NCAJ supports the movement for a right to counsel in civil cases. At the same time, we are pushing for reforms that will empower many more people-- not just lawyers-- to help people with their legal problems.
A Civil Right to Counsel
Criminal defendants facing jail time have the right to an attorney under US law. But there is generally no right to counsel in civil cases-- even where people risk losing their homes, their savings, or their children. This profound injustice fuels inequity and ruins lives.
The human impact of this problem is especially stark in housing cases. People facing eviction are far more likely to stay in their homes if they are represented by a lawyer-- but representation is a luxury few struggling tenants can afford. The good news is that activists around the country have won important victories in this arena. Several major cities including New York City and Cleveland have moved to guarantee all tenants facing eviction an attorney.
The National Coalition for a Civil Right to Counsel (NCCRC) is helping to lead the charge on these issues. NCCRC brings together supporters of a civil right to counsel from around the country to fight for change. NCAJ serves on NCCRC's national steering committee, and we are proud to count ourselves among its supporters. For more on civil right to counsel work around the country, see here.
Democratizing the Law
America's access to justice crisis is too profound to be solved by lawyers alone. Even the most ambitious efforts to expand the right to counsel in civil cases won't connect every person who needs legal help with an attorney. There simply aren't enough attorneys to go around. Unfortunately, every US state maintains sweeping "unauthorized practice of law" rules that prohibit anyone who is not a licensed attorney from using the law to help others-- including even very basic legal advice. The result is a vast chasm between the amount of help people need, and the amount of help that is actually on offer.
Unauthorized practice rules are supposed to protect consumers from harm-- but they also protect lawyers from competition. We need to find a better balance, with new regulatory approaches that get more help to more people-- while at the same time protecting people against unethical or incompetent providers.
NCAJ believes that people other than lawyers can and should be empowered to help people with their legal problems.The good news here is that momentum for reform is building in many US states. Several have already authorized new models of legal services delivery by licensed non-lawyers. Utah has gone a step further than everyone else by creating a "regulatory sandbox" that allows careful experimentation with legal services models that would normally constitute unauthorized practice.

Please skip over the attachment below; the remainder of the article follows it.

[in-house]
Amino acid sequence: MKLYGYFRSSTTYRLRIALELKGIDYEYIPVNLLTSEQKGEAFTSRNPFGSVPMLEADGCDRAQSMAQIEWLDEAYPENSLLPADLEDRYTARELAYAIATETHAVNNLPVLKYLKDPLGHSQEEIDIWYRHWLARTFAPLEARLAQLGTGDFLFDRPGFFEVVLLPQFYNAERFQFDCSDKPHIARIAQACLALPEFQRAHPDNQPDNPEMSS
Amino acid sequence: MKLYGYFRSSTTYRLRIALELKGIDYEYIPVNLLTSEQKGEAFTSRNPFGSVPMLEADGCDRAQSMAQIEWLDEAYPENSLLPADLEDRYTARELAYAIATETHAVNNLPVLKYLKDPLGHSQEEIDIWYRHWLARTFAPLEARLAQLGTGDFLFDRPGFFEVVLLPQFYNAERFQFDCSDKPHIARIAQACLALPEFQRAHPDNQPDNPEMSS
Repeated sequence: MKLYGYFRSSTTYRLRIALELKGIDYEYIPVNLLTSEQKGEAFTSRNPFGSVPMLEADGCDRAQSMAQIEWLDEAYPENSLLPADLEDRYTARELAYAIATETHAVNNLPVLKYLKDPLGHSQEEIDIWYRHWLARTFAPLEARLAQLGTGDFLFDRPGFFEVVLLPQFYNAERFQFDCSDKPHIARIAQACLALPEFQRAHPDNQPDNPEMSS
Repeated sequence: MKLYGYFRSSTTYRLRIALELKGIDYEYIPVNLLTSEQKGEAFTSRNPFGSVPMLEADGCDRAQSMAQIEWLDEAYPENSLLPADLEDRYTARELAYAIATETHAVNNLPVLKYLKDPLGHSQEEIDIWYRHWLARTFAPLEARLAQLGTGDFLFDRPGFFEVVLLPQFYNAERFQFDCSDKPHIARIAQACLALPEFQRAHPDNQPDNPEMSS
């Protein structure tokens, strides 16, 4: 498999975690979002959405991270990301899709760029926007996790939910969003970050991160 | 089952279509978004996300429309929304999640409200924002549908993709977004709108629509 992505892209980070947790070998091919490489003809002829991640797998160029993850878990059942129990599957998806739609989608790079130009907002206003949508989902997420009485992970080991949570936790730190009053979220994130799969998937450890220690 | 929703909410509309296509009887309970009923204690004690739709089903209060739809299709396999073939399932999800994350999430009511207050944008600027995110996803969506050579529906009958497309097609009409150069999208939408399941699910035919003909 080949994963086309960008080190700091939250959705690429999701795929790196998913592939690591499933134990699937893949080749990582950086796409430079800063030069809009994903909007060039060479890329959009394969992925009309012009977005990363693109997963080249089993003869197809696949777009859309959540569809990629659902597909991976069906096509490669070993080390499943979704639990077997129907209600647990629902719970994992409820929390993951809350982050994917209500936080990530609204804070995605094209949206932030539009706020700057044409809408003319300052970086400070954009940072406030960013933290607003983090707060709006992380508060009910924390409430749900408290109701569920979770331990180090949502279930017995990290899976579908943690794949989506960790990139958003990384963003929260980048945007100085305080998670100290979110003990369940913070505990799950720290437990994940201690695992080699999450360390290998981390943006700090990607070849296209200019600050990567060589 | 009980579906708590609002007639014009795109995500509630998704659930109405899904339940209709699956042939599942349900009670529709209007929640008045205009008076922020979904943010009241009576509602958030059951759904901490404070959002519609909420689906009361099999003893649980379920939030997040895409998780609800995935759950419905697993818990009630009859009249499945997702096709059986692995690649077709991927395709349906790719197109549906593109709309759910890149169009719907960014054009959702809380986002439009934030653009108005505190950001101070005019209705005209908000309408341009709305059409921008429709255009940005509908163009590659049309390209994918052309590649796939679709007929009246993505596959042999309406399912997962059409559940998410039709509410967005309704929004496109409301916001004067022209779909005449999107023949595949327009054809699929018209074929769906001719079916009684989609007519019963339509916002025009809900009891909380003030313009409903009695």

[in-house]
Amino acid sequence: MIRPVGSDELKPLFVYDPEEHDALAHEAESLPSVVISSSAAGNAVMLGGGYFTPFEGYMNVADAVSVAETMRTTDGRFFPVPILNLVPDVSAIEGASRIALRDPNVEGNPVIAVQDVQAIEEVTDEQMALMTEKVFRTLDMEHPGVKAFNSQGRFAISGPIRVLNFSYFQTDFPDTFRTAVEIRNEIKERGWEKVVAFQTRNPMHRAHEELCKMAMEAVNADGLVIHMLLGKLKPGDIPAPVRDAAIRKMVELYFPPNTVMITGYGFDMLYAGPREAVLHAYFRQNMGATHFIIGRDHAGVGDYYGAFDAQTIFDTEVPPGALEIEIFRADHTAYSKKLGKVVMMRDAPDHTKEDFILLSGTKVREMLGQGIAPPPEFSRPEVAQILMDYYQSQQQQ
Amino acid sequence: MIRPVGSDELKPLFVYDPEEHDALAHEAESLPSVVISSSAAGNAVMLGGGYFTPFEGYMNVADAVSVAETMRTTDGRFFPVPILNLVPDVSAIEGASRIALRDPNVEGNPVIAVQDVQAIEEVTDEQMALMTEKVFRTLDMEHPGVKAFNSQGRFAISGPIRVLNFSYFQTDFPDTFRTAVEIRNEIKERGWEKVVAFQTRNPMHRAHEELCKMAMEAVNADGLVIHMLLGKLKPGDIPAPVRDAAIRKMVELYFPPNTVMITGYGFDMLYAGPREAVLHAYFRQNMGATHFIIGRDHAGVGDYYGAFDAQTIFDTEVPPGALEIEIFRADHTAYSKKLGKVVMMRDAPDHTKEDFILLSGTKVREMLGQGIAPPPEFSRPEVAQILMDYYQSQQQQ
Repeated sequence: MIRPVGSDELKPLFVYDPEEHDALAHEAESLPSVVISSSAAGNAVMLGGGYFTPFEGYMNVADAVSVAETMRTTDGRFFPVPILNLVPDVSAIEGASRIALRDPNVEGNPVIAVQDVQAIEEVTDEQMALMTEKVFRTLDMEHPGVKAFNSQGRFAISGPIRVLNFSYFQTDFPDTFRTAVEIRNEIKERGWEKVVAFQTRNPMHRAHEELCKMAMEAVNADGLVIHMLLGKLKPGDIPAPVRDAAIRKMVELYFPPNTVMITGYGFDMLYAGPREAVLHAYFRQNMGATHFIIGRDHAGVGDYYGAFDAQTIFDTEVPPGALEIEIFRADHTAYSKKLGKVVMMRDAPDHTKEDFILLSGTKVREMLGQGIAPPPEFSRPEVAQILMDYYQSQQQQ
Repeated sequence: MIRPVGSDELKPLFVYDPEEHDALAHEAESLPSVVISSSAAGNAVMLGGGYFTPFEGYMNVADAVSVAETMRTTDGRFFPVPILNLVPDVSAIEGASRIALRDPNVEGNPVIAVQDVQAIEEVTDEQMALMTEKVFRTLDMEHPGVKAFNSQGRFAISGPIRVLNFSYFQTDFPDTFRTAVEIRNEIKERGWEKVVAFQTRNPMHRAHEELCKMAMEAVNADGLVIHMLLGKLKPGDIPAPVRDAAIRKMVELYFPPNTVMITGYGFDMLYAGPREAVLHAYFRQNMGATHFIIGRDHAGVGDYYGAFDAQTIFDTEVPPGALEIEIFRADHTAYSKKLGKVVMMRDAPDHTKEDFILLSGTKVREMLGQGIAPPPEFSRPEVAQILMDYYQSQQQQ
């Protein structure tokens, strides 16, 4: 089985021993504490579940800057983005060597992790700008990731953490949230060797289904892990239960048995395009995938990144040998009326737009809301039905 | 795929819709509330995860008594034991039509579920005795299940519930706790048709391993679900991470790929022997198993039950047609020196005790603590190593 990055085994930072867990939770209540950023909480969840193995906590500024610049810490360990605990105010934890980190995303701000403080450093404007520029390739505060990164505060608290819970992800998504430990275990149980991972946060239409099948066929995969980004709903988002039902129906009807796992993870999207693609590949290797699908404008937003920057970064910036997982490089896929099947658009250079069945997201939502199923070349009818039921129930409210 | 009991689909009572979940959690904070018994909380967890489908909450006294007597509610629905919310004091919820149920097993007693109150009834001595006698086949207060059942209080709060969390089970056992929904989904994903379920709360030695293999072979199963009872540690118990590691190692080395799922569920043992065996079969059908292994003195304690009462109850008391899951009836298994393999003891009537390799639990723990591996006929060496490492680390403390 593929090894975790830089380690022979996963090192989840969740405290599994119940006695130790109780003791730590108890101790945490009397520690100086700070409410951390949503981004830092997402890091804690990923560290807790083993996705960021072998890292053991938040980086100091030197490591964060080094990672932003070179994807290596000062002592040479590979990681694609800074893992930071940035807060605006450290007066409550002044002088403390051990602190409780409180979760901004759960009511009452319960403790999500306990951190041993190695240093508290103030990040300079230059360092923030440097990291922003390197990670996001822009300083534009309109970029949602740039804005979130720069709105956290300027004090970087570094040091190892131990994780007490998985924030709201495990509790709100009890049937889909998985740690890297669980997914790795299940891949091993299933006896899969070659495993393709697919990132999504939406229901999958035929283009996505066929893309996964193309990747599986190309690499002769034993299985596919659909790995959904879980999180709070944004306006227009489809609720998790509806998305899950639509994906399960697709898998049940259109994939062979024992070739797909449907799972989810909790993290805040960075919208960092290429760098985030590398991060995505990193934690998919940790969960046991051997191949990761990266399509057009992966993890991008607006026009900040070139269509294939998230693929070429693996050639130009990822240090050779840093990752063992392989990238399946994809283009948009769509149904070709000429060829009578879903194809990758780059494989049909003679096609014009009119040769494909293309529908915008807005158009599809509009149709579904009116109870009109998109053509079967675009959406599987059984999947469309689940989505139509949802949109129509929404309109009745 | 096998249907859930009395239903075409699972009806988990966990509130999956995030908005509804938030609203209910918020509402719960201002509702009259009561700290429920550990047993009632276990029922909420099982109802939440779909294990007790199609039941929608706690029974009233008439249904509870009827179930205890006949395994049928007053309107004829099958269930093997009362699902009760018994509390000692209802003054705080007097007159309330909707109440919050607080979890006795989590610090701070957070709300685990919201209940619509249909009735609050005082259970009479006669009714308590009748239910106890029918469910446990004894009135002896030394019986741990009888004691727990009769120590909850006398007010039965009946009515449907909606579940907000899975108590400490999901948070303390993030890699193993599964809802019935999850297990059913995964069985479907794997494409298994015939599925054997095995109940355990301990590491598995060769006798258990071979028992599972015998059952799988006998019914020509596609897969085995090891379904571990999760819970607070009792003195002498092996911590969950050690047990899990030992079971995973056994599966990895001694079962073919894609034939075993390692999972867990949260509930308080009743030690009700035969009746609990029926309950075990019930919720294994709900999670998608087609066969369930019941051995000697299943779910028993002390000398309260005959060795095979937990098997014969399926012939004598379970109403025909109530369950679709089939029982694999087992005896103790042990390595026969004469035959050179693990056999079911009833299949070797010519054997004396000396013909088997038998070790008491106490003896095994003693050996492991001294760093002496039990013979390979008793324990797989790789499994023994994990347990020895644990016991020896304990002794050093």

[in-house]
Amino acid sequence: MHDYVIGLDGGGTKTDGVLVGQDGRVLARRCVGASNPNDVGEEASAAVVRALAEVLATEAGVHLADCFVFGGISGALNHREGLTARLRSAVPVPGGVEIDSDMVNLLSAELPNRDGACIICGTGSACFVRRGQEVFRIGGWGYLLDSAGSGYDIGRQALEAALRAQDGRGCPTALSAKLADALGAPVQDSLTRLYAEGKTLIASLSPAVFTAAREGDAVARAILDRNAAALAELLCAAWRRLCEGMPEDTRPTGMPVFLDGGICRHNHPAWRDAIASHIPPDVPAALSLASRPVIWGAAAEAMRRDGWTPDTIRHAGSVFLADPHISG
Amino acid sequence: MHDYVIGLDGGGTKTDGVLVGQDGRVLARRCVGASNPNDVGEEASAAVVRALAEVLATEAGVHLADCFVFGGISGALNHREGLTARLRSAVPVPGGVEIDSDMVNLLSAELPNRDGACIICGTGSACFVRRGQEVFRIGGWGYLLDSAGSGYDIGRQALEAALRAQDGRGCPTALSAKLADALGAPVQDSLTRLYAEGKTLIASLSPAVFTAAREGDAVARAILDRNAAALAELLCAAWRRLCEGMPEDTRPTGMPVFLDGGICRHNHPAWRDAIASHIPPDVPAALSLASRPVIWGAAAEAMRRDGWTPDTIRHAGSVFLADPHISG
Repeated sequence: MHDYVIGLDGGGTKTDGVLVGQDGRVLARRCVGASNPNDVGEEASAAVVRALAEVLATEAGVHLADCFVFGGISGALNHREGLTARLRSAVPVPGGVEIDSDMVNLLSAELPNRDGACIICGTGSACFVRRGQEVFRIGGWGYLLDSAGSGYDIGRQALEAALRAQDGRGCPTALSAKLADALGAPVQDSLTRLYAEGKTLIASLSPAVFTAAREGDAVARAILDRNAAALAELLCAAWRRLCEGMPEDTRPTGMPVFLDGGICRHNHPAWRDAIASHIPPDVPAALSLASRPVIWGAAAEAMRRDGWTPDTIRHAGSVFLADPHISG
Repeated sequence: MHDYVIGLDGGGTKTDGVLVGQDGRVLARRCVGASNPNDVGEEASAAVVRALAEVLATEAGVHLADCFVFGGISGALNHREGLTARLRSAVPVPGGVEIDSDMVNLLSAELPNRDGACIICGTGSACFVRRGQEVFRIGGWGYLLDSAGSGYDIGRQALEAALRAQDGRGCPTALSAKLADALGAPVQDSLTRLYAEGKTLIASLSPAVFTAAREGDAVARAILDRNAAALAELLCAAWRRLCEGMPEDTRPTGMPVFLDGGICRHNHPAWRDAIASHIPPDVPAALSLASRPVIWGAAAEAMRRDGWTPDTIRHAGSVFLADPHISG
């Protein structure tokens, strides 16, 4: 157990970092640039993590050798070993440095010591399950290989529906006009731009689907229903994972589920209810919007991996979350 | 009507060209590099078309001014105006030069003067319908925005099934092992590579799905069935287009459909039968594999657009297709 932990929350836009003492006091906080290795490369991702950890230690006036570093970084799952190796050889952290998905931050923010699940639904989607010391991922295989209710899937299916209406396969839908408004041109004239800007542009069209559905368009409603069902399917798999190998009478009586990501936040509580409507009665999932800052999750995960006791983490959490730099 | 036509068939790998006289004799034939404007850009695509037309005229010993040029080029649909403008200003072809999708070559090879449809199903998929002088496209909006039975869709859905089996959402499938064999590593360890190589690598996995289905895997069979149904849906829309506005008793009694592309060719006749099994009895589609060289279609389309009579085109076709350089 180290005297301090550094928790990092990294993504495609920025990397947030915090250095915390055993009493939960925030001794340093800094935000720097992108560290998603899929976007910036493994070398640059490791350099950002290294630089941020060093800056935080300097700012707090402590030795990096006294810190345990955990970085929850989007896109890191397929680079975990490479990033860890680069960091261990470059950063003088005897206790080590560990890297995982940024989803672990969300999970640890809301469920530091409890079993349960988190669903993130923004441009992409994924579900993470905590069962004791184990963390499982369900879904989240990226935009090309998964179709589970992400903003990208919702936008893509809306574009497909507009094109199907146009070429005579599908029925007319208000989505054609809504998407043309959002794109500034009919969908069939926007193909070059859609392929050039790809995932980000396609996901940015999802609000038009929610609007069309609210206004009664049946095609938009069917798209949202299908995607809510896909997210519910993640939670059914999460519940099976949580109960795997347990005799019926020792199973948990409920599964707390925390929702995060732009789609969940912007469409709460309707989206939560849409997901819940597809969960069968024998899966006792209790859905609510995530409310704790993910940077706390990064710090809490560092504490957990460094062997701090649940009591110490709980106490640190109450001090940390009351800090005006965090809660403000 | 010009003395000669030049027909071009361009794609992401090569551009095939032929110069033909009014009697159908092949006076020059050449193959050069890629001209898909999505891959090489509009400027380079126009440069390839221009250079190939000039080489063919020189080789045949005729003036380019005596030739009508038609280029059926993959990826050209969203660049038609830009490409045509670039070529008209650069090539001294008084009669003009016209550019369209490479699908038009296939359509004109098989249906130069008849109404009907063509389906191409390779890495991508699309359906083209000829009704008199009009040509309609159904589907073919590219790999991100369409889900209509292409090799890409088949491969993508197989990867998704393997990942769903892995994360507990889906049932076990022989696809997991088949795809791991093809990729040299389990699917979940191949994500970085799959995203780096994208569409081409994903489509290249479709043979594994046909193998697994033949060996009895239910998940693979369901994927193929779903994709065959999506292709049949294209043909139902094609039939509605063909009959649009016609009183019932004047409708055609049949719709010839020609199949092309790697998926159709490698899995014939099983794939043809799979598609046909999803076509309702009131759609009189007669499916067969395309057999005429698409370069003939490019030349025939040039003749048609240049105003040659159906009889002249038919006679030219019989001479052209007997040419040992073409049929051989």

Towards a More Inclusive Policy Debate
The idea of "re-regulating" the practice of law is a contentious one. But the most striking thing about every debate around that topic, is who isn't in the room. Lawyers argue passionately for or against reform. But what about the people who actually stand ready to take up the law and use it to help other people if given the chance? In state after state, we find that they are not in the room, and that lawyers are huddled around the table by themselves.
All over the country, there are social workers, librarians, paralegals, document preparers, organizers, activists and many others who have sharp and incisive perspectives on the kind of change we need. Every debate about opening up new space for non-lawyers to use and help others with the law needs to include those voices at center stage. NCAJ is working to help make that happen. As a first step, we interviewed more than 60 non-lawyers from diverse professional and activist backgrounds. We put those forward in a report that helps illustrate just how much lawyers are missing when they monopolize discussions around who can and should be able to use the law to help others. You can read it here.